Closed-end Funds

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This $9 Stock Crushes Inflation with a 10% Yield

This week, I want to talk about Closed End Funds (CEF). They're a type of mutual fund that issues a fixed number of shares through a single initial public offering (IPO) to raise capital for their initial investments. The shares can then be bought and sold on a stock exchange, but no new shares will be created and no new money will flow into the fund.

Click here for my favorite pick in this category right now...

Warning: Business Development Companies Just Got Doubly Risky

Business Development Companies

At this point of the credit cycle, a lot of securities look cheap.

Business Development Companies (BDCs) are looking exceptionally cheap right now - trading at 82.7% of their net asset value and kicking off very high income of 10% to 17% at the same time.

Due to their structure as closed-end funds that pay high dividends, BDCs are designed to appeal to retail investors.

The problem is that investors often forget that high dividends come with a price - and that price is usually that the loans made by these companies are illiquid and high risk.

And Congress just made the risk much worse...

Mortgage Investments Offer Both Opportunity and Risk: Making Sense of Conflicting Reports

Recently, I finished reading an engaging book that explained in detail how John Paulson generated more than $20 billion betting on a crash in the housing markets. Many wise investors could see the writing on the wall months ahead of the panic period, but since you can't exactly short an individual house, it was difficult to figure out the best way to profit from the coming crash.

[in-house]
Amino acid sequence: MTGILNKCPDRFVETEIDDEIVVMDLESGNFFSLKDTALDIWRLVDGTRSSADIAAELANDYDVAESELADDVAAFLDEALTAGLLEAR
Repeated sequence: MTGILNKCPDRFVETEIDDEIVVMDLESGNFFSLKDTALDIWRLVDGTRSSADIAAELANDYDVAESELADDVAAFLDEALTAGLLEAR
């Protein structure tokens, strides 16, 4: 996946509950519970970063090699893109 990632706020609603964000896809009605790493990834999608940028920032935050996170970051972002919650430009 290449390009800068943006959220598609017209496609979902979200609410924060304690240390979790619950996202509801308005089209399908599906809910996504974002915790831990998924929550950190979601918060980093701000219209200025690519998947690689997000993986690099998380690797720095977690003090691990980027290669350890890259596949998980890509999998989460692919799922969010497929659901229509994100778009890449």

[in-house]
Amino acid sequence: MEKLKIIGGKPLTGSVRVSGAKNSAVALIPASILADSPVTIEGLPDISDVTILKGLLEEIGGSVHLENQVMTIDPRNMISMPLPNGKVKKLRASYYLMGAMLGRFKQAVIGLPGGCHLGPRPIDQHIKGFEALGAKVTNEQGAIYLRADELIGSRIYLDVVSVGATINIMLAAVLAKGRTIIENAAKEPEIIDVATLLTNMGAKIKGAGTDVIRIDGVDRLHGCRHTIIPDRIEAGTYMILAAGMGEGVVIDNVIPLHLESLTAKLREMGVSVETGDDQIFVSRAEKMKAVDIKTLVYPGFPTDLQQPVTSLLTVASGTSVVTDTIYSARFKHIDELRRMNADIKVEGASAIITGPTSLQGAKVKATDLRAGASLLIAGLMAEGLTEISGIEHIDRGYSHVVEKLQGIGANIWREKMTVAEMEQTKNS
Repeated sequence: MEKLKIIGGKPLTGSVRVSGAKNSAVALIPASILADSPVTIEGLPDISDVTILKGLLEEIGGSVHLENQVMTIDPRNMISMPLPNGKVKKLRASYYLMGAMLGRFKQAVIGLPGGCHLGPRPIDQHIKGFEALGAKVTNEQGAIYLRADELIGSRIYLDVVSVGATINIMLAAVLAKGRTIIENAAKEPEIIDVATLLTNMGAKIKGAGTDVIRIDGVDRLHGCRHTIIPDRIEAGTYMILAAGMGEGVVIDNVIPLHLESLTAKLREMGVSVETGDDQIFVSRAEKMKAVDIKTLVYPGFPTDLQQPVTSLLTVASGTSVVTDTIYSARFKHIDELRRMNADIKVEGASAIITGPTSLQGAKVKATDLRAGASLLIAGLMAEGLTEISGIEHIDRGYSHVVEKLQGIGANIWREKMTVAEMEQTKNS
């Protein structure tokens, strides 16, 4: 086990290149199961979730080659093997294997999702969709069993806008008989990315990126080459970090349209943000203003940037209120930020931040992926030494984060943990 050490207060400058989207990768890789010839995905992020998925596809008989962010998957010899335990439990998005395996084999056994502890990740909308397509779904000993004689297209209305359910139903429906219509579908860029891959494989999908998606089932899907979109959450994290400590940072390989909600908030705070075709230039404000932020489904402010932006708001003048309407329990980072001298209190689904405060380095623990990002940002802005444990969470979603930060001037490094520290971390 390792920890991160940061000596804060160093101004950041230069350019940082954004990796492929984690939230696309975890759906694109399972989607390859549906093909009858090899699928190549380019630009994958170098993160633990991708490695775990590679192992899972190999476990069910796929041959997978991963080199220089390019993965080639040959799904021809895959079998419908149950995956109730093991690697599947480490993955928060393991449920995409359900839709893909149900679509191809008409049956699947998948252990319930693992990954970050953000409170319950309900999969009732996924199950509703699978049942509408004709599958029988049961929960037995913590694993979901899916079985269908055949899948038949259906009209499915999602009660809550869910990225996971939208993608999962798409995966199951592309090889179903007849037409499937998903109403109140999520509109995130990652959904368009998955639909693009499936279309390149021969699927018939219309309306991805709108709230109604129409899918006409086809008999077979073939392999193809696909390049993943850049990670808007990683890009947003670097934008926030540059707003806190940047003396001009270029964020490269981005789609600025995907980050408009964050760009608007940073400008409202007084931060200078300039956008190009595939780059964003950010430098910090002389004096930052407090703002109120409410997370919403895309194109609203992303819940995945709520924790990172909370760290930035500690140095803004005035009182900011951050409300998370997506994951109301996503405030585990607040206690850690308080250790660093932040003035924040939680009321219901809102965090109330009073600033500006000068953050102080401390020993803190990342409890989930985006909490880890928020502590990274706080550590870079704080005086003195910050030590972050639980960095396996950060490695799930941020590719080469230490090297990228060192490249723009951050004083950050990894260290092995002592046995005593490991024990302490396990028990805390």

After months of studying and more than one false start, Paulson eventually determined that the best strategy was to buy protection on mortgage securities. I'll spare you the tedious details, but the concept of mortgage securities is very interesting (and potentially very lucrative). Essentially, many of the loan originators - the companies actually lending money for home purchases - didn't want to keep these loans on their books. Instead, they bundled the loans together in a pool and sold these "securitized" loans to investors.

Over time, the process got very complicated, with the pools being sliced up into different categories - some with more risk and potentially greater returns, and some with much lower risk and consequently lower profits. Leading up to 2007, there was so much investor demand for these securities that the loan originators couldn't keep up with all the buyers. Eventually, new derivative markets emerged, allowing more investors to bet on these pools of mortgages.

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